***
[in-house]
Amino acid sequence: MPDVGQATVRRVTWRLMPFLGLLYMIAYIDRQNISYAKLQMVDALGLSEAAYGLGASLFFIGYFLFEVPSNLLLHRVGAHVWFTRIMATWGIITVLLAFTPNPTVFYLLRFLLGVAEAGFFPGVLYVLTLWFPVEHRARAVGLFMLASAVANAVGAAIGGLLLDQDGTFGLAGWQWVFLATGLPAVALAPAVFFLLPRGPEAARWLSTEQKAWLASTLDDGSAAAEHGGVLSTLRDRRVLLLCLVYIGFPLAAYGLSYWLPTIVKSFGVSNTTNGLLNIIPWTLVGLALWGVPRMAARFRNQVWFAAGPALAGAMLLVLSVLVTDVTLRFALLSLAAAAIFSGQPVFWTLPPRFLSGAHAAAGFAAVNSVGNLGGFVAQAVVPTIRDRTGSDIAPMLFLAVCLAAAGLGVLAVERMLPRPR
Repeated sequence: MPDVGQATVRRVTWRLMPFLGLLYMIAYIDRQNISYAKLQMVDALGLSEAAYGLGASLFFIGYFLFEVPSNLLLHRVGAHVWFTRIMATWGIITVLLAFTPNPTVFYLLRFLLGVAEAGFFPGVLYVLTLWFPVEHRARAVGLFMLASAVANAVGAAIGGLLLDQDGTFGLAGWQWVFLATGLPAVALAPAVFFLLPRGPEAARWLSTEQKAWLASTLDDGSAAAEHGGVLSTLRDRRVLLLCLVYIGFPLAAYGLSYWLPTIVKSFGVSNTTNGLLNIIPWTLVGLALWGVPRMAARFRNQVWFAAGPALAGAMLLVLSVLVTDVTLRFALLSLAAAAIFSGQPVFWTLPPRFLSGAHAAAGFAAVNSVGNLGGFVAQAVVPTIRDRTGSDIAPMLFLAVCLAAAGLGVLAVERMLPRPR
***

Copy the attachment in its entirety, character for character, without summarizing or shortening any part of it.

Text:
[in-house]
Amino acid sequence: MPDVGQATVRRVTWRLMPFLGLLYMIAYIDRQNISYAKLQMVDALGLSEAAYGLGASLFFIGYFLFEVPSNLLLHRVGAHVWFTRIMATWGIITVLLAFTPNPTVFYLLRFLLGVAEAGFFPGVLYVLTLWFPVEHRARAVGLFMLASAVANAVGAAIGGLLLDQDGTFGLAGWQWVFLATGLPAVALAPAVFFLLPRGPEAARWLSTEQKAWLASTLDDGSAAAEHGGVLSTLRDRRVLLLCLVYIGFPLAAYGLSYWLPTIVKSFGVSNTTNGLLNIIPWTLVGLALWGVPRMAARFRNQVWFAAGPALAGAMLLVLSVLVTDVTLRFALLSLAAAAIFSGQPVFWTLPPRFLSGAHAAAGFAAVNSVGNLGGFVAQAVVPTIRDRTGSDIAPMLFLAVCLAAAGLGVLAVERMLPRPR
Repeated sequence: MPDVGQATVRRVTWRLMPFLGLLYMIAYIDRQNISYAKLQMVDALGLSEAAYGLGASLFFIGYFLFEVPSNLLLHRVGAHVWFTRIMATWGIITVLLAFTPNPTVFYLLRFLLGVAEAGFFPGVLYVLTLWFPVEHRARAVGLFMLASAVANAVGAAIGGLLLDQDGTFGLAGWQWVFLATGLPAVALAPAVFFLLPRGPEAARWLSTEQKAWLASTLDDGSAAAEHGGVLSTLRDRRVLLLCLVYIGFPLAAYGLSYWLPTIVKSFGVSNTTNGLLNIIPWTLVGLALWGVPRMAARFRNQVWFAAGPALAGAMLLVLSVLVTDVTLRFALLSLAAAAIFSGQPVFWTLPPRFLSGAHAAAGFAAVNSVGNLGGFVAQAVVPTIRDRTGSDIAPMLFLAVCLAAAGLGVLAVERMLPRPR